An added advantage of this is the spell checker in word is much better than in CR4, Also when you move it from word, the word entry becomes blank. Touch the "Go Back" arrow (top arrow that is counter clock=wise) and the entry reappears. you can them save it to any place you want.

Good Luck, Old Salt

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#17

Re: Gas and Liquid Pressure in a Closed System

08/10/2013 7:59 AM

If you're talking about equilibrium (static pressure), it makes no sense. If the pressure is higher on one side of the interface, the surface will move to equalize the pressures. Liquid is not perfectly incompressible. Something has to change when a liquid is put under pressure, a minute reduction in volume.

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#20

Re: Gas and Liquid Pressure in a Closed System

08/10/2013 9:29 AM

The pressure readings will not be different over time, and the length of that time is usually very small. The premise being discussed is the basis for pressure tank design, usually placed in a coolant/ heat transfer or liquid supply line that may be subject to volume expansion due to thermal changes. A bladder separates the liquid from a pressurized volume of air, which is sealed. At any given time, the pressures will be equal when tested, (the air pressure reading on one side of the bladder and the liquid pressure reading in the line side, although changing, due to thermal expansion. Seems like a well documented proof.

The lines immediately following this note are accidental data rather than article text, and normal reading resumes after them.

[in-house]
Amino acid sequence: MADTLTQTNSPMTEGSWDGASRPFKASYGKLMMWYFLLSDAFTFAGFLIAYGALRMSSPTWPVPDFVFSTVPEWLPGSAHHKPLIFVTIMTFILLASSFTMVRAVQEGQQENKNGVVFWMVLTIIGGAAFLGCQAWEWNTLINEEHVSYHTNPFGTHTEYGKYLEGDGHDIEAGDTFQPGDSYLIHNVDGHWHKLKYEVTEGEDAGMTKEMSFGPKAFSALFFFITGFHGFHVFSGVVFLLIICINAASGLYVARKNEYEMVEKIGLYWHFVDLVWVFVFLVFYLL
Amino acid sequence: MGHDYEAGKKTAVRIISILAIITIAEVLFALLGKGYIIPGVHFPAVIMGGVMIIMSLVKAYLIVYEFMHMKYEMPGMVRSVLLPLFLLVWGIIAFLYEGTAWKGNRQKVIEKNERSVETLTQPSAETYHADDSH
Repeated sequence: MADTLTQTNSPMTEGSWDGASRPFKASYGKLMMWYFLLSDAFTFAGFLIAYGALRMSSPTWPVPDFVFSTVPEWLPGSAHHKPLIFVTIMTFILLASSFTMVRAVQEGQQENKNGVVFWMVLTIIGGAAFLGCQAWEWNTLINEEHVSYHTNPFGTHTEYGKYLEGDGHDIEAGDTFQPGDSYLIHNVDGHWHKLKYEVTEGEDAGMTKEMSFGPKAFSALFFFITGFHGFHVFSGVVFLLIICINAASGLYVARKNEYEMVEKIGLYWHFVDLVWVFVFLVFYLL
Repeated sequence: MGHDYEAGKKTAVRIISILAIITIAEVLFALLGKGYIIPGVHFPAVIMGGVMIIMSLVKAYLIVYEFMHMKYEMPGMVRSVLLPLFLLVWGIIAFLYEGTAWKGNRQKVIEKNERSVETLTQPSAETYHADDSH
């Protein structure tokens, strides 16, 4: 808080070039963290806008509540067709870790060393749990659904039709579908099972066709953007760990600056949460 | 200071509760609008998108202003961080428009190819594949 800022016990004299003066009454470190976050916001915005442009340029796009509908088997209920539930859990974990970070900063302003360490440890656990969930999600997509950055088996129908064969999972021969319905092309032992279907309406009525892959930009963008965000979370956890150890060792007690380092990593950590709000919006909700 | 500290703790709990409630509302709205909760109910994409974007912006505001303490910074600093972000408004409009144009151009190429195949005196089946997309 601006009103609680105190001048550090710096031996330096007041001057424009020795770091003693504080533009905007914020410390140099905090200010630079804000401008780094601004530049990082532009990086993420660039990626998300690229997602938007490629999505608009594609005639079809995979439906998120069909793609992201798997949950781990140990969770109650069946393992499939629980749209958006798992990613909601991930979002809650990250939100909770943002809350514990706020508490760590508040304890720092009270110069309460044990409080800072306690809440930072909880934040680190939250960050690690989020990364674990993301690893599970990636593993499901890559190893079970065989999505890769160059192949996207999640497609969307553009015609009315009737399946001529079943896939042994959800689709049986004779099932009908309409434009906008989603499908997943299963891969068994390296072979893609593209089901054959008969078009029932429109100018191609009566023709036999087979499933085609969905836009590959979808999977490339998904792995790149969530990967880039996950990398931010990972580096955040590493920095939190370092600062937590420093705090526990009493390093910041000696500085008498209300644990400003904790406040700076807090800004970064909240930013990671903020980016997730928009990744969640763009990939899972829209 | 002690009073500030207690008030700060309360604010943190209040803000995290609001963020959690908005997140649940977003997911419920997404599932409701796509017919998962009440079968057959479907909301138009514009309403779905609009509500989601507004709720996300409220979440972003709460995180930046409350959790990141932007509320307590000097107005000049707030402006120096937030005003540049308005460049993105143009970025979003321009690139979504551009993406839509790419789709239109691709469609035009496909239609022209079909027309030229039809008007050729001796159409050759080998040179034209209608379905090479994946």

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#21

Re: Gas and Liquid Pressure in a Closed System

08/10/2013 9:39 AM
This will vent the air from the system and suppress any surges.





Surge-Suppression Air Valves are Combination Air Valves equipped with Regulated-Exhaust Devices (slow-closing devices) to limit secondary surges during column separation. The Val-Matic® Surge-Suppression Air Valve provides full airflow into the pipeline during vacuum conditions to prevent a vapor pocket (vacuum) from forming.

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  • Provides full vacuum protection for the pipeline
  • Provides controlled venting to suppress surges in pipeline
  • Minimizes water blow-by during Air Valve closure
  • Allows the use of smaller valve size by utilizing a maximum sizing differential pressure of 5 psig
  • Releases entrained air while pipeline is operating to maintain pumping efficiency
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  • Ability to adjust air exhaust for greater surge suppression
  • Provides full vacuum flow port for maximum pipeline protection

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#22

Re: Gas and Liquid Pressure in a Closed System

08/10/2013 9:59 AM

So far, every answer proffered here will have been ignored by OP, due to this condition,

"I am expecting several answers to be standard CR4 responses, such as "I can't do the math, but I know this to be true/false." I will make an effort to overlook these comments."

You can't put more energy into a system than you have available. You can't get more pressure into a gas either. The volume just gets smaller.

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#23